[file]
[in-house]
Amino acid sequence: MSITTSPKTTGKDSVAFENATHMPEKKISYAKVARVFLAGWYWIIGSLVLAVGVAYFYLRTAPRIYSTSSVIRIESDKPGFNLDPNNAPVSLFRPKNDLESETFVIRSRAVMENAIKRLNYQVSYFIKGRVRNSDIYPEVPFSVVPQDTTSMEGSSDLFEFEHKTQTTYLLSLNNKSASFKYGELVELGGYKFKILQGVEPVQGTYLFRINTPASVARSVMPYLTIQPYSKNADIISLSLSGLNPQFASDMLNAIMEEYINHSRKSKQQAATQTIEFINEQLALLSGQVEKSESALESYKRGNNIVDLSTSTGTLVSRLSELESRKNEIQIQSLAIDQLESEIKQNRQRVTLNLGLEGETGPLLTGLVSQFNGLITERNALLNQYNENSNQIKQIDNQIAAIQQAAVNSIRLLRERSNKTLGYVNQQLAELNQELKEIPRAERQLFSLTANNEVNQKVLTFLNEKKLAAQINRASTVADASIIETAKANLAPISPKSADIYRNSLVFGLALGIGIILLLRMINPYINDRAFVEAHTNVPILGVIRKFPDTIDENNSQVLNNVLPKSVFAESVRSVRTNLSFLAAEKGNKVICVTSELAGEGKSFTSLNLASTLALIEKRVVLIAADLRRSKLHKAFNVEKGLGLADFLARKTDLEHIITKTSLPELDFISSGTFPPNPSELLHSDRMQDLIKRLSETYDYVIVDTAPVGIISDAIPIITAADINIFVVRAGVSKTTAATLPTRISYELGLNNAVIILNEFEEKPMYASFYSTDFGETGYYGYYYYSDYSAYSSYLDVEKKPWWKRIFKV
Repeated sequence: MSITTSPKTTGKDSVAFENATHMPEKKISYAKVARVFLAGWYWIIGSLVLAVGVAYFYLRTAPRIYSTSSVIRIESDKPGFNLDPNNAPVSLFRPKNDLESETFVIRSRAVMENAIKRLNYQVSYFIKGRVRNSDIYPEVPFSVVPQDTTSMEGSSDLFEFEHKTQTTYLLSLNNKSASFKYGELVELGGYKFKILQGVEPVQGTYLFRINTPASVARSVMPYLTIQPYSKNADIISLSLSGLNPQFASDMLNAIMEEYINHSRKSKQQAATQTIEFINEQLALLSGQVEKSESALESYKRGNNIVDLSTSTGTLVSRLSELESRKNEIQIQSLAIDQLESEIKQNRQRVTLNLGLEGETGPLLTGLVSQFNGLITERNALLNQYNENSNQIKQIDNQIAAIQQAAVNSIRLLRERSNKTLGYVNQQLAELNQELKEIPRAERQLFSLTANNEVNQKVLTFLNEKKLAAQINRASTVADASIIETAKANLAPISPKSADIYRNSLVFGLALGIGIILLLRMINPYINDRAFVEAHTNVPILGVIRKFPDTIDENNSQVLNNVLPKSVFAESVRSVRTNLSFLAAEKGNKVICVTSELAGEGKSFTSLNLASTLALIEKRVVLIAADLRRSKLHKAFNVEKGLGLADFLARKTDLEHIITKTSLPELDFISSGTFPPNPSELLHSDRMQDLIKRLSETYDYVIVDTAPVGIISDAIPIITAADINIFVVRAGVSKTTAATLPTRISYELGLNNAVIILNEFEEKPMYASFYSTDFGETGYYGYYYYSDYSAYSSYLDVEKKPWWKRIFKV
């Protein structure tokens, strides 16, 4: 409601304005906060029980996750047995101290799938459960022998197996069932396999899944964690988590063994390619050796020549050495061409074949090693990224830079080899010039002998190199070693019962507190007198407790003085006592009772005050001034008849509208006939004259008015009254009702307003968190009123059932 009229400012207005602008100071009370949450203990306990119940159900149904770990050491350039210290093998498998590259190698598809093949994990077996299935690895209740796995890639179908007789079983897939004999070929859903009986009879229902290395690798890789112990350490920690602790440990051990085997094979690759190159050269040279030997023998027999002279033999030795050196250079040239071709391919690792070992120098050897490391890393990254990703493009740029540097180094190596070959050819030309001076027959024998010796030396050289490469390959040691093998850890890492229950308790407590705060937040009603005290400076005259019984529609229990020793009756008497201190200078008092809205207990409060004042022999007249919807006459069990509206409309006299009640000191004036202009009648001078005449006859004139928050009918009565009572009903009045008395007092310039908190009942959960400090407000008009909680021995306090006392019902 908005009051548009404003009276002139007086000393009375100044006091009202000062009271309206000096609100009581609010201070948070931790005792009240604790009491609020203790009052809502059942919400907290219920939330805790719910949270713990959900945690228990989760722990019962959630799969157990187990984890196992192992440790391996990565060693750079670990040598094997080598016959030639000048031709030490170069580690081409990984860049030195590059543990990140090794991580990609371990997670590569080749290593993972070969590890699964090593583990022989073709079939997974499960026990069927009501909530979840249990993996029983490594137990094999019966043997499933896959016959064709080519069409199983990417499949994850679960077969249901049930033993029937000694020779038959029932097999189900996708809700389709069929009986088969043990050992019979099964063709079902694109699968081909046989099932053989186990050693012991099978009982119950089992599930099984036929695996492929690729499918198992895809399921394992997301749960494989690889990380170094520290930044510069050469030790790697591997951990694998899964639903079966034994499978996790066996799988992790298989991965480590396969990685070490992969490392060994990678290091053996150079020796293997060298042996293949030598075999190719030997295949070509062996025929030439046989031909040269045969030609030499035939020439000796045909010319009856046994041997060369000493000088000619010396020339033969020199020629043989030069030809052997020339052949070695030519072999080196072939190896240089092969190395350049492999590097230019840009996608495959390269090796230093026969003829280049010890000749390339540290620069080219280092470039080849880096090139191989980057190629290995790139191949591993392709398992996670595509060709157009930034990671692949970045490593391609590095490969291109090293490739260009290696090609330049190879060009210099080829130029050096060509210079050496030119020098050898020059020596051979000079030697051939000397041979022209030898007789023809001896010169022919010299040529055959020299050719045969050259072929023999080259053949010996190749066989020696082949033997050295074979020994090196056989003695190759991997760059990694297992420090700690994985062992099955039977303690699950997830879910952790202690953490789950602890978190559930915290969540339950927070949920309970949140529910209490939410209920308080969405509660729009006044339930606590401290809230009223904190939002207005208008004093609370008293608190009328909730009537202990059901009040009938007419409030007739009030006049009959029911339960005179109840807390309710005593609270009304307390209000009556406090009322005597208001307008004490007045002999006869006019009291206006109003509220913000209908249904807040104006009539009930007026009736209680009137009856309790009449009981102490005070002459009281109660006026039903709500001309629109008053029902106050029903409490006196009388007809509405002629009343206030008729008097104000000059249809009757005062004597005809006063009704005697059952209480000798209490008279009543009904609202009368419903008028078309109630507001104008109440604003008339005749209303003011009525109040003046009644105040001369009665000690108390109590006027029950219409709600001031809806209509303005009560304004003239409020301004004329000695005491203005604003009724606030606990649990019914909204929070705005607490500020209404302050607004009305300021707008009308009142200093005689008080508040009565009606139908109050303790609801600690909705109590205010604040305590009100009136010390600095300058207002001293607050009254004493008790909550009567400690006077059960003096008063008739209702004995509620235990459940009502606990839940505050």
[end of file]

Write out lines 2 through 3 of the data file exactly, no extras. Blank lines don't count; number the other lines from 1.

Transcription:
Amino acid sequence: MSITTSPKTTGKDSVAFENATHMPEKKISYAKVARVFLAGWYWIIGSLVLAVGVAYFYLRTAPRIYSTSSVIRIESDKPGFNLDPNNAPVSLFRPKNDLESETFVIRSRAVMENAIKRLNYQVSYFIKGRVRNSDIYPEVPFSVVPQDTTSMEGSSDLFEFEHKTQTTYLLSLNNKSASFKYGELVELGGYKFKILQGVEPVQGTYLFRINTPASVARSVMPYLTIQPYSKNADIISLSLSGLNPQFASDMLNAIMEEYINHSRKSKQQAATQTIEFINEQLALLSGQVEKSESALESYKRGNNIVDLSTSTGTLVSRLSELESRKNEIQIQSLAIDQLESEIKQNRQRVTLNLGLEGETGPLLTGLVSQFNGLITERNALLNQYNENSNQIKQIDNQIAAIQQAAVNSIRLLRERSNKTLGYVNQQLAELNQELKEIPRAERQLFSLTANNEVNQKVLTFLNEKKLAAQINRASTVADASIIETAKANLAPISPKSADIYRNSLVFGLALGIGIILLLRMINPYINDRAFVEAHTNVPILGVIRKFPDTIDENNSQVLNNVLPKSVFAESVRSVRTNLSFLAAEKGNKVICVTSELAGEGKSFTSLNLASTLALIEKRVVLIAADLRRSKLHKAFNVEKGLGLADFLARKTDLEHIITKTSLPELDFISSGTFPPNPSELLHSDRMQDLIKRLSETYDYVIVDTAPVGIISDAIPIITAADINIFVVRAGVSKTTAATLPTRISYELGLNNAVIILNEFEEKPMYASFYSTDFGETGYYGYYYYSDYSAYSSYLDVEKKPWWKRIFKV
Repeated sequence: MSITTSPKTTGKDSVAFENATHMPEKKISYAKVARVFLAGWYWIIGSLVLAVGVAYFYLRTAPRIYSTSSVIRIESDKPGFNLDPNNAPVSLFRPKNDLESETFVIRSRAVMENAIKRLNYQVSYFIKGRVRNSDIYPEVPFSVVPQDTTSMEGSSDLFEFEHKTQTTYLLSLNNKSASFKYGELVELGGYKFKILQGVEPVQGTYLFRINTPASVARSVMPYLTIQPYSKNADIISLSLSGLNPQFASDMLNAIMEEYINHSRKSKQQAATQTIEFINEQLALLSGQVEKSESALESYKRGNNIVDLSTSTGTLVSRLSELESRKNEIQIQSLAIDQLESEIKQNRQRVTLNLGLEGETGPLLTGLVSQFNGLITERNALLNQYNENSNQIKQIDNQIAAIQQAAVNSIRLLRERSNKTLGYVNQQLAELNQELKEIPRAERQLFSLTANNEVNQKVLTFLNEKKLAAQINRASTVADASIIETAKANLAPISPKSADIYRNSLVFGLALGIGIILLLRMINPYINDRAFVEAHTNVPILGVIRKFPDTIDENNSQVLNNVLPKSVFAESVRSVRTNLSFLAAEKGNKVICVTSELAGEGKSFTSLNLASTLALIEKRVVLIAADLRRSKLHKAFNVEKGLGLADFLARKTDLEHIITKTSLPELDFISSGTFPPNPSELLHSDRMQDLIKRLSETYDYVIVDTAPVGIISDAIPIITAADINIFVVRAGVSKTTAATLPTRISYELGLNNAVIILNEFEEKPMYASFYSTDFGETGYYGYYYYSDYSAYSSYLDVEKKPWWKRIFKV